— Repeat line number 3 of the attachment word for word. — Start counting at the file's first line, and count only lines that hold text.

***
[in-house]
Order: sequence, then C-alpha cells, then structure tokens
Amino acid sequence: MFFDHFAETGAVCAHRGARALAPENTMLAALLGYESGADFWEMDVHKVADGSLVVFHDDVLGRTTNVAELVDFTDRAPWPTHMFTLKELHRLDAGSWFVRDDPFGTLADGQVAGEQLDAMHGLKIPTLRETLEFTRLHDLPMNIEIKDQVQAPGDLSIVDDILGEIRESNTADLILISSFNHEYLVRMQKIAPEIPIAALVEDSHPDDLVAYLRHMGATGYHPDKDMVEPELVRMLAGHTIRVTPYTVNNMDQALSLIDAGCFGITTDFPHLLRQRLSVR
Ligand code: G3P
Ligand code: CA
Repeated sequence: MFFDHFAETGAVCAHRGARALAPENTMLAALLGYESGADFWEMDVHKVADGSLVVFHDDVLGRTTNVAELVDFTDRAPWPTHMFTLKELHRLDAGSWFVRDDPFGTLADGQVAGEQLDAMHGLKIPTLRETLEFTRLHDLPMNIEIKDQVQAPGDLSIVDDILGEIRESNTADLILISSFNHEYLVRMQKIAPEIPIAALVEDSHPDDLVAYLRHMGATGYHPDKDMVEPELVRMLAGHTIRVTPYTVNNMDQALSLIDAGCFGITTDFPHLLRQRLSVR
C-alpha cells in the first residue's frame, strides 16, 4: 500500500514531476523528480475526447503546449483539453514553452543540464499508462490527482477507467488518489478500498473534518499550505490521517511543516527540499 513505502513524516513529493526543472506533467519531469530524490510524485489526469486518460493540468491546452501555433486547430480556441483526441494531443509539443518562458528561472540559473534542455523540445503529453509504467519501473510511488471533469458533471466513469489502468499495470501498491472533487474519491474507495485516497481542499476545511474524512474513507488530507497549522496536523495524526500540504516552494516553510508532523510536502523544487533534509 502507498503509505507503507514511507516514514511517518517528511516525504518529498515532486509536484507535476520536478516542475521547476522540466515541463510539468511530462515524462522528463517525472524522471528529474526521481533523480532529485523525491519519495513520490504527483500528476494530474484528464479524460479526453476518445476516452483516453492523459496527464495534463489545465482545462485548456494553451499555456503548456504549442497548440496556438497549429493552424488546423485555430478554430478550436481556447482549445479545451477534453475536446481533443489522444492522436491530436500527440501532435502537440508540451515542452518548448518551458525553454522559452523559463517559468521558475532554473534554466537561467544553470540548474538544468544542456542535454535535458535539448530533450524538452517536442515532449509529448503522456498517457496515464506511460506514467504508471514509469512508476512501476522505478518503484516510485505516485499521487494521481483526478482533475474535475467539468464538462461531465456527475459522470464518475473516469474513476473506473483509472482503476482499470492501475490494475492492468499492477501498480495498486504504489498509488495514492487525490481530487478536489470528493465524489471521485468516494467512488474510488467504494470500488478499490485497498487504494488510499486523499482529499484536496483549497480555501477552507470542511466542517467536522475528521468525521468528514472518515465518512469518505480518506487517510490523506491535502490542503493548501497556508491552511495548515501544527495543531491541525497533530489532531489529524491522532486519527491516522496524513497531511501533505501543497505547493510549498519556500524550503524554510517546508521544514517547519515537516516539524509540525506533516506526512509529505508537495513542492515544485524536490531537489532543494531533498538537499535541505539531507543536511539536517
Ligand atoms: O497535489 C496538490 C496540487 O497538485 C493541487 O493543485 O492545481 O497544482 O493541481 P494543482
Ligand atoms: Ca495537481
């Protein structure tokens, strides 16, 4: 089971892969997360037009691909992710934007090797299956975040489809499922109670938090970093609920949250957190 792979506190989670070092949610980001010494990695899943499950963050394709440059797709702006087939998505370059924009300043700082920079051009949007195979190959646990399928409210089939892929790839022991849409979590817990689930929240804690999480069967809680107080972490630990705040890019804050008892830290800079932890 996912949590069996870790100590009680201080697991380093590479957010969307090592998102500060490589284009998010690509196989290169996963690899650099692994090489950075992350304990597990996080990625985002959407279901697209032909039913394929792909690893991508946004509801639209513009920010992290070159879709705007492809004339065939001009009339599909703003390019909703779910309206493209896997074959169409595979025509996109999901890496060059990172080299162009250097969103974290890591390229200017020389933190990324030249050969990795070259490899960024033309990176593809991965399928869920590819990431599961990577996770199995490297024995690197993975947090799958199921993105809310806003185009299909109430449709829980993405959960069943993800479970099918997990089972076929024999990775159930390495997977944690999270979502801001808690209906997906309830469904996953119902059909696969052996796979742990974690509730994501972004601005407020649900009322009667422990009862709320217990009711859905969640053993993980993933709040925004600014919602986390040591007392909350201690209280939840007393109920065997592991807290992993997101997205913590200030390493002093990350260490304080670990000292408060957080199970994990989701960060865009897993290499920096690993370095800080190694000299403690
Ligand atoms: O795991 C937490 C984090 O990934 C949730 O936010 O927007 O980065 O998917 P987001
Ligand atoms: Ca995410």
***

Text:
Amino acid sequence: MFFDHFAETGAVCAHRGARALAPENTMLAALLGYESGADFWEMDVHKVADGSLVVFHDDVLGRTTNVAELVDFTDRAPWPTHMFTLKELHRLDAGSWFVRDDPFGTLADGQVAGEQLDAMHGLKIPTLRETLEFTRLHDLPMNIEIKDQVQAPGDLSIVDDILGEIRESNTADLILISSFNHEYLVRMQKIAPEIPIAALVEDSHPDDLVAYLRHMGATGYHPDKDMVEPELVRMLAGHTIRVTPYTVNNMDQALSLIDAGCFGITTDFPHLLRQRLSVR